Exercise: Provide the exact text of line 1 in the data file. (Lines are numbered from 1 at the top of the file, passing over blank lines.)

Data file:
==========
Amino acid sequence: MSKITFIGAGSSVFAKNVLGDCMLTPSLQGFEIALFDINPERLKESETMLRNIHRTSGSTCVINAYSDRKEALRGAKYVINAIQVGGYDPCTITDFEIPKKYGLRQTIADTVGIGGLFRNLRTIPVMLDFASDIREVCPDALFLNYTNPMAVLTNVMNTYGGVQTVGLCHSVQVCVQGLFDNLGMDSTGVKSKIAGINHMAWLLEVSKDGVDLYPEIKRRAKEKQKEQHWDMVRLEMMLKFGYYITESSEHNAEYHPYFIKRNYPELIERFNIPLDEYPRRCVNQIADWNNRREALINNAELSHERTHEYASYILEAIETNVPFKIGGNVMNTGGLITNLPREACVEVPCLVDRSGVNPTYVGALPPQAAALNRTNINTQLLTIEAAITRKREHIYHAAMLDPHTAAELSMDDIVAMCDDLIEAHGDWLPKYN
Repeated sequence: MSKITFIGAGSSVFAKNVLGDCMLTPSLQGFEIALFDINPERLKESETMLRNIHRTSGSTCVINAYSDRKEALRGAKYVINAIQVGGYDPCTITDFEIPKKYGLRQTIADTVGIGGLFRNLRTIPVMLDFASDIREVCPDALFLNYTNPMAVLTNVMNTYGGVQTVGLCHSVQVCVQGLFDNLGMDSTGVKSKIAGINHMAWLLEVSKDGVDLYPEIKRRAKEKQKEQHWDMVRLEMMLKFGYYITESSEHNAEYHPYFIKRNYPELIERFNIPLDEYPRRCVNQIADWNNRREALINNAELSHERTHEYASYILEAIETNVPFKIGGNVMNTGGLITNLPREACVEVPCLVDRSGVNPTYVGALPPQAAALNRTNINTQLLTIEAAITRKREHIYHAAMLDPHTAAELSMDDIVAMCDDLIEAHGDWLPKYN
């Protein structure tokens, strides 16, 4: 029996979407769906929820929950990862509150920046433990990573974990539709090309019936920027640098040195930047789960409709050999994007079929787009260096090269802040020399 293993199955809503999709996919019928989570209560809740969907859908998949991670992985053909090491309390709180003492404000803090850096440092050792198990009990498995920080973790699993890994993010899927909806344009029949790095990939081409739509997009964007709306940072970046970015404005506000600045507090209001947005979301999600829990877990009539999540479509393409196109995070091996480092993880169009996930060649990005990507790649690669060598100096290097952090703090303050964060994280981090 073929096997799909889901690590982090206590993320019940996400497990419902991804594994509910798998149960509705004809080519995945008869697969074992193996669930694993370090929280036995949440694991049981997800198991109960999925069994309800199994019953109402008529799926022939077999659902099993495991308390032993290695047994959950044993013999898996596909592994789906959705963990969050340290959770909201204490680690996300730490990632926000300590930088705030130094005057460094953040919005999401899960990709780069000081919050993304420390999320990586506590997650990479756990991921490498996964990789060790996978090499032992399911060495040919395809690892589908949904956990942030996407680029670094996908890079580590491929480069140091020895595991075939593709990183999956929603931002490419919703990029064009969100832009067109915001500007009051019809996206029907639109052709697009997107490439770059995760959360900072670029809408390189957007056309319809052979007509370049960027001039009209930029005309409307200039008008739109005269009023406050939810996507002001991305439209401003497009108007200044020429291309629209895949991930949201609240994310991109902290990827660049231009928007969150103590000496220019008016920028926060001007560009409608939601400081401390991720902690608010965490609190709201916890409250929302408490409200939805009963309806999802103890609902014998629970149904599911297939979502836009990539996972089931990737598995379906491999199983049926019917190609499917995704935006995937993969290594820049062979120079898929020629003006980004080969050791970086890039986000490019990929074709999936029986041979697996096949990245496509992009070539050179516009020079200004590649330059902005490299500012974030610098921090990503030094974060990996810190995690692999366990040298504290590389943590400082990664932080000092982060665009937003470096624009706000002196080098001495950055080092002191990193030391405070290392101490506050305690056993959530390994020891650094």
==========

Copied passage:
Amino acid sequence: MSKITFIGAGSSVFAKNVLGDCMLTPSLQGFEIALFDINPERLKESETMLRNIHRTSGSTCVINAYSDRKEALRGAKYVINAIQVGGYDPCTITDFEIPKKYGLRQTIADTVGIGGLFRNLRTIPVMLDFASDIREVCPDALFLNYTNPMAVLTNVMNTYGGVQTVGLCHSVQVCVQGLFDNLGMDSTGVKSKIAGINHMAWLLEVSKDGVDLYPEIKRRAKEKQKEQHWDMVRLEMMLKFGYYITESSEHNAEYHPYFIKRNYPELIERFNIPLDEYPRRCVNQIADWNNRREALINNAELSHERTHEYASYILEAIETNVPFKIGGNVMNTGGLITNLPREACVEVPCLVDRSGVNPTYVGALPPQAAALNRTNINTQLLTIEAAITRKREHIYHAAMLDPHTAAELSMDDIVAMCDDLIEAHGDWLPKYN